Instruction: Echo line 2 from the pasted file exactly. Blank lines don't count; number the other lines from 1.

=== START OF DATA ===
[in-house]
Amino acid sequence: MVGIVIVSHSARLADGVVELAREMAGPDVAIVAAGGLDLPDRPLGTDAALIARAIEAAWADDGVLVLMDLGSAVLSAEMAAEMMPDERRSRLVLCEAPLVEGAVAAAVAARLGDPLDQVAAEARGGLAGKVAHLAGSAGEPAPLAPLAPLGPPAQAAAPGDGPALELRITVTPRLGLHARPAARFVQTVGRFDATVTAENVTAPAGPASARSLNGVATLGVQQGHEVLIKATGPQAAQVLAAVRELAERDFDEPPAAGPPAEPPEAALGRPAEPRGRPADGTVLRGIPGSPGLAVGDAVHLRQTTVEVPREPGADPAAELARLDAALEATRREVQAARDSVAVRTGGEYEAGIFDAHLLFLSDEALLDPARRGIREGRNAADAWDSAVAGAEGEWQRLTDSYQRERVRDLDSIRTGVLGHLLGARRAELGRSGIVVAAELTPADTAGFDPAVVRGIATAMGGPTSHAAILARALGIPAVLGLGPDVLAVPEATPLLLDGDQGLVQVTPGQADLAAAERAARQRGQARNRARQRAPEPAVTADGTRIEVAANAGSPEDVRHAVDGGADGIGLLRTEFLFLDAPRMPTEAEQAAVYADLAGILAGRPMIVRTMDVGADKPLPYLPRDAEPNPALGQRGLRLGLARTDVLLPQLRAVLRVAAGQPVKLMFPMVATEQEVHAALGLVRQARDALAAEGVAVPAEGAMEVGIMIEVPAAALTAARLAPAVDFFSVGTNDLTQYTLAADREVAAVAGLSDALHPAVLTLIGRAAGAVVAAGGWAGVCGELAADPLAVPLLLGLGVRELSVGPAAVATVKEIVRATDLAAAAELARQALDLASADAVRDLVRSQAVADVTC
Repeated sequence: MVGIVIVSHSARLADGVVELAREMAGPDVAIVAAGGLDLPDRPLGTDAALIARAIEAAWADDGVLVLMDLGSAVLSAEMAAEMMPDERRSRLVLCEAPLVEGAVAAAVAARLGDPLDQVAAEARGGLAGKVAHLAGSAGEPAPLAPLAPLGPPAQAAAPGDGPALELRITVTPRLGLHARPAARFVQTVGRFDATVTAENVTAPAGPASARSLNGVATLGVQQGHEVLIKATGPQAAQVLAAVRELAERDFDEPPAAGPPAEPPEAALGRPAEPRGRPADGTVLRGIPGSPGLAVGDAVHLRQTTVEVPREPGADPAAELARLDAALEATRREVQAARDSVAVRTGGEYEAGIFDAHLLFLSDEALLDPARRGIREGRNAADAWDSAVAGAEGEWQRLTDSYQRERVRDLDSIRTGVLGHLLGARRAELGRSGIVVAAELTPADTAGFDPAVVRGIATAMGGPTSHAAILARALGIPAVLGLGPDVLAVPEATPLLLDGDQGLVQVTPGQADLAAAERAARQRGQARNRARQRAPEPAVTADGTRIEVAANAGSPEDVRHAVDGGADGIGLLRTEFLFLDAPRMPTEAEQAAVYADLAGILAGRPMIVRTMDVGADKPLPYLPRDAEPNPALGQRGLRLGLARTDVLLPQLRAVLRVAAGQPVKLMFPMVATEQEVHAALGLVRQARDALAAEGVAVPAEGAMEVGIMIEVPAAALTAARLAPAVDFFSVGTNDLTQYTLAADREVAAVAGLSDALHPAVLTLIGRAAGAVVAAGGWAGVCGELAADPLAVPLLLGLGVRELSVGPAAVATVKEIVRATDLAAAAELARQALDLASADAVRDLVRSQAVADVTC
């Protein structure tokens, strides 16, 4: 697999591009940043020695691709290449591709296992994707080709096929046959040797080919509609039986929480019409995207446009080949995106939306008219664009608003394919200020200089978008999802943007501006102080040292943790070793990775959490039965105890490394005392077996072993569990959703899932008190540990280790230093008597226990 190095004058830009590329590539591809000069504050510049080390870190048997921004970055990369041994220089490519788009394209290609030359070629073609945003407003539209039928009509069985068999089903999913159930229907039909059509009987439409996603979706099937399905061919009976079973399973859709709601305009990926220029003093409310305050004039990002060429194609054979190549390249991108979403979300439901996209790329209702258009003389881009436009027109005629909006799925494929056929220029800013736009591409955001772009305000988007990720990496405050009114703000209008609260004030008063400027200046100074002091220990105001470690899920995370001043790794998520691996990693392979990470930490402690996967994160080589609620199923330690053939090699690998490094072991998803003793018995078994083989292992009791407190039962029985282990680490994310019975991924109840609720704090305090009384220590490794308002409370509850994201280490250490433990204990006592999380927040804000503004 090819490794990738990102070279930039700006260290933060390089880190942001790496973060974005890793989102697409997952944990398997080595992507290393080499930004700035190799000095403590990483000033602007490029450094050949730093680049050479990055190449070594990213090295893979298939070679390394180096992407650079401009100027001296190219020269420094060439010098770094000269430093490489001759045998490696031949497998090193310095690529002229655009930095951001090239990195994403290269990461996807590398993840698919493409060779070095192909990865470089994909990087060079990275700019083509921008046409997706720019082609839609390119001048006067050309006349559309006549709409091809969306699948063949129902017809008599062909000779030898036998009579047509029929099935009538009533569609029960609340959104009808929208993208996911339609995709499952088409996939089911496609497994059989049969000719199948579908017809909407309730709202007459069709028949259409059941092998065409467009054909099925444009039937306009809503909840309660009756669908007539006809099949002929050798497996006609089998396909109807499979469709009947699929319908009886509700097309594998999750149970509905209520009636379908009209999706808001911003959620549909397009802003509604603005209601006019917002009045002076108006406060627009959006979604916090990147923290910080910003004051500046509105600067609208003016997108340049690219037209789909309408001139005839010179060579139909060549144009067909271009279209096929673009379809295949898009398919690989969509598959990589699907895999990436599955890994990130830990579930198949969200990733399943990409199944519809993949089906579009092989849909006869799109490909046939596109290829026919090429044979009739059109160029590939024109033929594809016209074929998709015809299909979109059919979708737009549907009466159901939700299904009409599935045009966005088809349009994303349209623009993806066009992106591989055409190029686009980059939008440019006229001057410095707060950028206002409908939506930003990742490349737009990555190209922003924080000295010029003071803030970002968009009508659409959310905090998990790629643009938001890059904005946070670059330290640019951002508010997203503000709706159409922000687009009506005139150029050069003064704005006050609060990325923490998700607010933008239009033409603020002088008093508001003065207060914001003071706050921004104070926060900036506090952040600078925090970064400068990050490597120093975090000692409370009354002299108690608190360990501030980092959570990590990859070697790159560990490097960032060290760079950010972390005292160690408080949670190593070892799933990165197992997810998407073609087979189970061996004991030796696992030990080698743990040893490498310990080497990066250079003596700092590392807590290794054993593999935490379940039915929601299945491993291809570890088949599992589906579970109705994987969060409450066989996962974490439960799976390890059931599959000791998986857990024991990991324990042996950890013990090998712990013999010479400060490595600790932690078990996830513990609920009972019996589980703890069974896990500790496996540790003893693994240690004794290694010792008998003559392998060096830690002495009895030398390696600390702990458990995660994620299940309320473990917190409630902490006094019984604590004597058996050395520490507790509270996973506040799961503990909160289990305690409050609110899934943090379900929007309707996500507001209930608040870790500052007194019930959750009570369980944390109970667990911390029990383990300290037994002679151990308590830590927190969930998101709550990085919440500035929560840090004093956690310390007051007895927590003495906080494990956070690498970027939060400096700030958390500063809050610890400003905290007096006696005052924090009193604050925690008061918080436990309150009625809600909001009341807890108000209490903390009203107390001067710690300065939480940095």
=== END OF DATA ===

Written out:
Amino acid sequence: MVGIVIVSHSARLADGVVELAREMAGPDVAIVAAGGLDLPDRPLGTDAALIARAIEAAWADDGVLVLMDLGSAVLSAEMAAEMMPDERRSRLVLCEAPLVEGAVAAAVAARLGDPLDQVAAEARGGLAGKVAHLAGSAGEPAPLAPLAPLGPPAQAAAPGDGPALELRITVTPRLGLHARPAARFVQTVGRFDATVTAENVTAPAGPASARSLNGVATLGVQQGHEVLIKATGPQAAQVLAAVRELAERDFDEPPAAGPPAEPPEAALGRPAEPRGRPADGTVLRGIPGSPGLAVGDAVHLRQTTVEVPREPGADPAAELARLDAALEATRREVQAARDSVAVRTGGEYEAGIFDAHLLFLSDEALLDPARRGIREGRNAADAWDSAVAGAEGEWQRLTDSYQRERVRDLDSIRTGVLGHLLGARRAELGRSGIVVAAELTPADTAGFDPAVVRGIATAMGGPTSHAAILARALGIPAVLGLGPDVLAVPEATPLLLDGDQGLVQVTPGQADLAAAERAARQRGQARNRARQRAPEPAVTADGTRIEVAANAGSPEDVRHAVDGGADGIGLLRTEFLFLDAPRMPTEAEQAAVYADLAGILAGRPMIVRTMDVGADKPLPYLPRDAEPNPALGQRGLRLGLARTDVLLPQLRAVLRVAAGQPVKLMFPMVATEQEVHAALGLVRQARDALAAEGVAVPAEGAMEVGIMIEVPAAALTAARLAPAVDFFSVGTNDLTQYTLAADREVAAVAGLSDALHPAVLTLIGRAAGAVVAAGGWAGVCGELAADPLAVPLLLGLGVRELSVGPAAVATVKEIVRATDLAAAAELARQALDLASADAVRDLVRSQAVADVTC